A credit spread involves a purchase of one option and a sale of another option in the same class and expiration month but different strike prices. Investors receive a net credit for entering the position and want the spreads to narrow or expire worthless for a profit.
For example, if stock XYZ is currently trading at $100 and we sell the $120 strike price call for $3 and then we buy the $125 strike price call for $2.25 we collect a net of $.75. As long as the stock stays below $120 until expiration, the $.75 is ours to keep. Being there is a time limit on the position, with each passing day the position decays away, now we can repurchase it for significantly less or let it decay to zero.
The iron condor is a favorite among many home option traders. It works by selling an out of the money call spread and a put spread in the same class together. This way, the investor can receive a larger credit, and at the same time, not decrease their buying power because they're guaranteed to win at least one side of the trade.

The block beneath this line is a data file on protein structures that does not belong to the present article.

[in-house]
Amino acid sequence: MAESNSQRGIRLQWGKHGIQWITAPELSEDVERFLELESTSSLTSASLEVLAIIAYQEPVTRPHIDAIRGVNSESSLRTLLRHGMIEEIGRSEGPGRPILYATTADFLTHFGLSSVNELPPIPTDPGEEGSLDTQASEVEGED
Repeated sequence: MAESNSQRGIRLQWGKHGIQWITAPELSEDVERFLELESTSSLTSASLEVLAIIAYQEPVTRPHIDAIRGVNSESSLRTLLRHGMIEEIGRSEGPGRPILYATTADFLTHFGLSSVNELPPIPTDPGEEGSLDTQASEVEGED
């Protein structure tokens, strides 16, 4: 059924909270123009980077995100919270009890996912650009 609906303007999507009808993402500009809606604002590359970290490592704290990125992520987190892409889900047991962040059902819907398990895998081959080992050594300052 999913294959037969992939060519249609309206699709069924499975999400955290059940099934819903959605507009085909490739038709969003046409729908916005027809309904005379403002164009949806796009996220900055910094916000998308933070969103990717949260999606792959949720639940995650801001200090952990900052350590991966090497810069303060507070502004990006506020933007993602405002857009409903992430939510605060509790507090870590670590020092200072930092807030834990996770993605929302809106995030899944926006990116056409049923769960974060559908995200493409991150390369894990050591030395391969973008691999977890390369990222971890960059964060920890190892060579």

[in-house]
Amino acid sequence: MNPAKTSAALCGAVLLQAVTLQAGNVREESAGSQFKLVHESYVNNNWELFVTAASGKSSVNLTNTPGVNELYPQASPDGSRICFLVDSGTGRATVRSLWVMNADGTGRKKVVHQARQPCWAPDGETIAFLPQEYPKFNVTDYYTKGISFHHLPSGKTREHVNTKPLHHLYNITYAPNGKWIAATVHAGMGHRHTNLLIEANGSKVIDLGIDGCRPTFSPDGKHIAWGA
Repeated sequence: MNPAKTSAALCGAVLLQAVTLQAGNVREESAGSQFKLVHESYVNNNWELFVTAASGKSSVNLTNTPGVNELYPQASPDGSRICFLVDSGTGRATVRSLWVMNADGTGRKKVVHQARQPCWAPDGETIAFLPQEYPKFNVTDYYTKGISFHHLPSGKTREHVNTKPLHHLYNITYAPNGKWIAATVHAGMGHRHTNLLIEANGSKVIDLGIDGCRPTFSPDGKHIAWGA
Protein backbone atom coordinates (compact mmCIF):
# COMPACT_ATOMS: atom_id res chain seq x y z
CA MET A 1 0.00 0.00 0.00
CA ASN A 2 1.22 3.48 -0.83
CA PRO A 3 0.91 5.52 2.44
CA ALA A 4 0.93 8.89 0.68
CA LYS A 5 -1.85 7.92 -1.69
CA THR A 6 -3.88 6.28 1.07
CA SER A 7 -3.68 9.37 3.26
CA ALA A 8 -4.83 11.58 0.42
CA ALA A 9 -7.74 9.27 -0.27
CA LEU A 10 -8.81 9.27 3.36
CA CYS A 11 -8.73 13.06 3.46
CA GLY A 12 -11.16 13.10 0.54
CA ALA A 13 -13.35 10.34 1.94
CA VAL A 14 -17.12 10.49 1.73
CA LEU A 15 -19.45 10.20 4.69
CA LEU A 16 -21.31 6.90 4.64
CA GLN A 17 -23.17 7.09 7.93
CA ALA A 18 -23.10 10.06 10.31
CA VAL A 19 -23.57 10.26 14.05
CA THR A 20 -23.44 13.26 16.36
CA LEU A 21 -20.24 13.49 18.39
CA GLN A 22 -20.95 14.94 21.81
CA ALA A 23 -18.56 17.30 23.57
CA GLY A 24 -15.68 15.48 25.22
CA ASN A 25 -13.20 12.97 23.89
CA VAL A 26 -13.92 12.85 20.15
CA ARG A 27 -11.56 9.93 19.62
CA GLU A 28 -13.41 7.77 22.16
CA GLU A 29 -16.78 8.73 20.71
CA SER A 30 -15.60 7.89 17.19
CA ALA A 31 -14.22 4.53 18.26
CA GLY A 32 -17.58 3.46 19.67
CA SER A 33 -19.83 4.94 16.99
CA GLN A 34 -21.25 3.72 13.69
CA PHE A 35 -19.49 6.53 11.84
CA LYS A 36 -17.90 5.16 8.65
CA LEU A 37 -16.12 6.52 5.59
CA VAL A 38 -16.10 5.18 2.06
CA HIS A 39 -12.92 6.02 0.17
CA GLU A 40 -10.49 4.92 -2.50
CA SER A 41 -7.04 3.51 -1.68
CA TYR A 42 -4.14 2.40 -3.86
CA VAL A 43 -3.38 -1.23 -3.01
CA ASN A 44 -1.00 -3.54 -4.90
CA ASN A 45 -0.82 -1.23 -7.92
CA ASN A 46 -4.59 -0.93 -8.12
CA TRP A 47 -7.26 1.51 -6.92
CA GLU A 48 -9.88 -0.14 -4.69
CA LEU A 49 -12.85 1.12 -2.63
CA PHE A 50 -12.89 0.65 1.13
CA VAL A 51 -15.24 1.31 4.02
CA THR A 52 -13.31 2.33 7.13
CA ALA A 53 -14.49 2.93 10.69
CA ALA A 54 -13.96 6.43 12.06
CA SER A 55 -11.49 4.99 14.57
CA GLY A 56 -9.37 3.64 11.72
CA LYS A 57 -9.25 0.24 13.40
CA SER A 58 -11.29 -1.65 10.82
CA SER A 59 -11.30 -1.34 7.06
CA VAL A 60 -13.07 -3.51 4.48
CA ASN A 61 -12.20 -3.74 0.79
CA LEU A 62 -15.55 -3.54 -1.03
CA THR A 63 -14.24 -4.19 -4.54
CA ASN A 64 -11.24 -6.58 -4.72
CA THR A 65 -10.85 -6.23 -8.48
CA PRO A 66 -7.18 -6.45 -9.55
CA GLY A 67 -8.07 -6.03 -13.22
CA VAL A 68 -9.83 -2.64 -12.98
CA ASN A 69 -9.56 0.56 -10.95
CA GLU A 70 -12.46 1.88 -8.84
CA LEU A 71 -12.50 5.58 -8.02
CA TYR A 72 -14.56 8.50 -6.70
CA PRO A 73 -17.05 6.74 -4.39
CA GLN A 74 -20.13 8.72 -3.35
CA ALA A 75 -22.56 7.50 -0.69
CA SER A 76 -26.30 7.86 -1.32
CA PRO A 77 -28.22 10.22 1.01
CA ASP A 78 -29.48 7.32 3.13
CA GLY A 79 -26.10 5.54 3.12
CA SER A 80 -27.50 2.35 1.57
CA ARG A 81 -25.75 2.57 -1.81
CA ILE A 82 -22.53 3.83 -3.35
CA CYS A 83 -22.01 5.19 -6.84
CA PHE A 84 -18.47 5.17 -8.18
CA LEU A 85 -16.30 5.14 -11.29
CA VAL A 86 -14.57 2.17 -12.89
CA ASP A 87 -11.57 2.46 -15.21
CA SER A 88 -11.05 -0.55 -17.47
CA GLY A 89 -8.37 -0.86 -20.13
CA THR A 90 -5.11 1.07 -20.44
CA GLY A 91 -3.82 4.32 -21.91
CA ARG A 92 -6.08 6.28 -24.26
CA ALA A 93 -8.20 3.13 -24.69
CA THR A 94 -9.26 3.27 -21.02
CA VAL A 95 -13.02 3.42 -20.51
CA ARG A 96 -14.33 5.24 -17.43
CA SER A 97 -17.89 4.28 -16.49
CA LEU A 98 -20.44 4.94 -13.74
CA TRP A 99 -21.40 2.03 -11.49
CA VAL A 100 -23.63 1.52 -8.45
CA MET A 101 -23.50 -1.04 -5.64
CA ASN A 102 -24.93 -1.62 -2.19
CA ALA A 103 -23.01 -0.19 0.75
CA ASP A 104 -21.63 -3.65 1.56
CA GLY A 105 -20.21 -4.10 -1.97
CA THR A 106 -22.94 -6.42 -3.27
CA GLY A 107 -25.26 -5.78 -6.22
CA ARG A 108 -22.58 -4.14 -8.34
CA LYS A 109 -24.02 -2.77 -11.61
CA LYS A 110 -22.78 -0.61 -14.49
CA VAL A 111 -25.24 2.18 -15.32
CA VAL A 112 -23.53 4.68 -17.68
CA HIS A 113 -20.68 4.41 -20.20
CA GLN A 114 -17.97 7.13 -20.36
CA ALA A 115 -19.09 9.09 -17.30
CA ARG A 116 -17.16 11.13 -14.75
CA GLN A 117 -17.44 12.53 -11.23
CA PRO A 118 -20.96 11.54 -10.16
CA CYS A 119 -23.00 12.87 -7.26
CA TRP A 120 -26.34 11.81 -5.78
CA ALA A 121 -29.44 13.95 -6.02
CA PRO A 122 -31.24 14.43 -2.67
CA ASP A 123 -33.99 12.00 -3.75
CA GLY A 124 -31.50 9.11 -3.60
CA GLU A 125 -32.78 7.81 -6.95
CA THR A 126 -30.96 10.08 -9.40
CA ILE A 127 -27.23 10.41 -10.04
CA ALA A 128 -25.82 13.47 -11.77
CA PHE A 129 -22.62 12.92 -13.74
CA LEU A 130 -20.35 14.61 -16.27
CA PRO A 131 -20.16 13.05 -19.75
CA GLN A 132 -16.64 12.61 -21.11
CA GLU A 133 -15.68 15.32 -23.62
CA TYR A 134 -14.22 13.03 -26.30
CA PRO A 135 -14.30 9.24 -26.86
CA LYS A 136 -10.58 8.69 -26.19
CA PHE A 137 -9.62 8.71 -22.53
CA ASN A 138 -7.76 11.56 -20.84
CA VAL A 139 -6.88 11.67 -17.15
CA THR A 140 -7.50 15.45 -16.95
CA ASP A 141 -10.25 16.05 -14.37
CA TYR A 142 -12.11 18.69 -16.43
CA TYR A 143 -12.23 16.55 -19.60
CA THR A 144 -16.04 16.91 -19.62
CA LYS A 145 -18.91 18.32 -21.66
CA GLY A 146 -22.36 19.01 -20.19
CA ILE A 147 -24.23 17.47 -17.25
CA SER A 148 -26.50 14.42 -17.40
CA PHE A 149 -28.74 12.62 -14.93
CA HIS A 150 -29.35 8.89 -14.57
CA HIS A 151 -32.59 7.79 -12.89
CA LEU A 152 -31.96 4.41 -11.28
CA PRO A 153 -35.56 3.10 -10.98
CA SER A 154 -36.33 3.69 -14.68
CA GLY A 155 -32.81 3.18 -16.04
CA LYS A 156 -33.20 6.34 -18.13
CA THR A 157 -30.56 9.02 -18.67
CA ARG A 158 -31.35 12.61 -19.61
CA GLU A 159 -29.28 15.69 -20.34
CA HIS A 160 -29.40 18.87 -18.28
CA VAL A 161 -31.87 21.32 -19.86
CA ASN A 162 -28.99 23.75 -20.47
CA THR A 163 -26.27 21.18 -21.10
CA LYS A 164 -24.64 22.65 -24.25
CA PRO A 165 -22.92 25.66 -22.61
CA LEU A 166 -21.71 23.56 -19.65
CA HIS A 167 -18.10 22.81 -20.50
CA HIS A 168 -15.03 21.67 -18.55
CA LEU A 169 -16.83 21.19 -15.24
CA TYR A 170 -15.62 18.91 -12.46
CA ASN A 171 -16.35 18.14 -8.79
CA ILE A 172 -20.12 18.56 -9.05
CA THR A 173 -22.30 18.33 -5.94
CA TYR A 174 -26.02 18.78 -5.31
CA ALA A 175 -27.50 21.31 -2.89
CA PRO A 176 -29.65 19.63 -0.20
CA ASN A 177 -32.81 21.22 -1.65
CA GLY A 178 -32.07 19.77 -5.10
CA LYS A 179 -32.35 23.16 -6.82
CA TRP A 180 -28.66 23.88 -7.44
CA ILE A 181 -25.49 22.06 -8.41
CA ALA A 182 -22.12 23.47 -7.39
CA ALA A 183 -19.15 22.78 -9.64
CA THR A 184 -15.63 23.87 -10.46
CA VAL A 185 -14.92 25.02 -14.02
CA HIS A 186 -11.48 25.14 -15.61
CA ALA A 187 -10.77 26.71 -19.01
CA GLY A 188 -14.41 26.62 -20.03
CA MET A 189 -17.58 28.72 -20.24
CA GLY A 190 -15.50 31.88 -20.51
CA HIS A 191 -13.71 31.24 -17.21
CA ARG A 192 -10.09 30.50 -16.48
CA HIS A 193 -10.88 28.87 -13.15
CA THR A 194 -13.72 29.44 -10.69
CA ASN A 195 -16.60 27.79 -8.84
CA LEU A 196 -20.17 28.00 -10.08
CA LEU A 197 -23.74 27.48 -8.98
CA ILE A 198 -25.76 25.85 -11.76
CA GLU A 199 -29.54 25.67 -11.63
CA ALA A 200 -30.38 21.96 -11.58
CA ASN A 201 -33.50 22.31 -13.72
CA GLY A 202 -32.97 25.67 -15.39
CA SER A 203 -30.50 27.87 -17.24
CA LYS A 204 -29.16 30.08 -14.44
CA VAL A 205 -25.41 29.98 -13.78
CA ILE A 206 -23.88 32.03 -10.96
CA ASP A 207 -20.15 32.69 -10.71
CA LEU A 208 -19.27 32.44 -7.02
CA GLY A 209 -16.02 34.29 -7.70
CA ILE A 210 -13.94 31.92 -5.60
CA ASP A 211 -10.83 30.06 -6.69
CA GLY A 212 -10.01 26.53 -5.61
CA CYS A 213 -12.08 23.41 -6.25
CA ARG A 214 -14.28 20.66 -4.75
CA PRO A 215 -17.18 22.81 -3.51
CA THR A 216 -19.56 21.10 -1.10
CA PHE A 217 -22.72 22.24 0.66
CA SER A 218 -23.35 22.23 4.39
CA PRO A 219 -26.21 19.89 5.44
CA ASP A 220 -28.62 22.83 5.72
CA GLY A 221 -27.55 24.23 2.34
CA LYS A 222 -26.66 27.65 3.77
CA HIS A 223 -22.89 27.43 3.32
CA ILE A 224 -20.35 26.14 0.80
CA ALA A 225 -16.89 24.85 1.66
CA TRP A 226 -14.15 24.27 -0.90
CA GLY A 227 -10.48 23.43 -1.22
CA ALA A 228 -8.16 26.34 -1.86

Iron condors are great in sideways markets, but do carry more risk as a swift move in either direction can be problematic. If the stock breaks our range an adjustment is necessary to ensure we win.
The butterfly spread is a neutral strategy that is a combination of a bull spread and a bear spread. It is a limited profit, limited risk options strategy. There are three strike prices involved in a butterfly spread, and it can be constructed using calls or puts.
At OptionStrategiesInsider.com, we use the long call butterfly spread. We combine two short calls at a middle strike, and one long call at a lower and upper strike, creating a long call butterfly. The upper and lower strikes, called the wings, must both be equidistant from the middle strike, called the body, and all the options must have the same expiration date.
What we want is for the options to pin at the middle strike price, this way we keep the credit for the body, we lose the credit for the upper wing, and we win on the lower wing.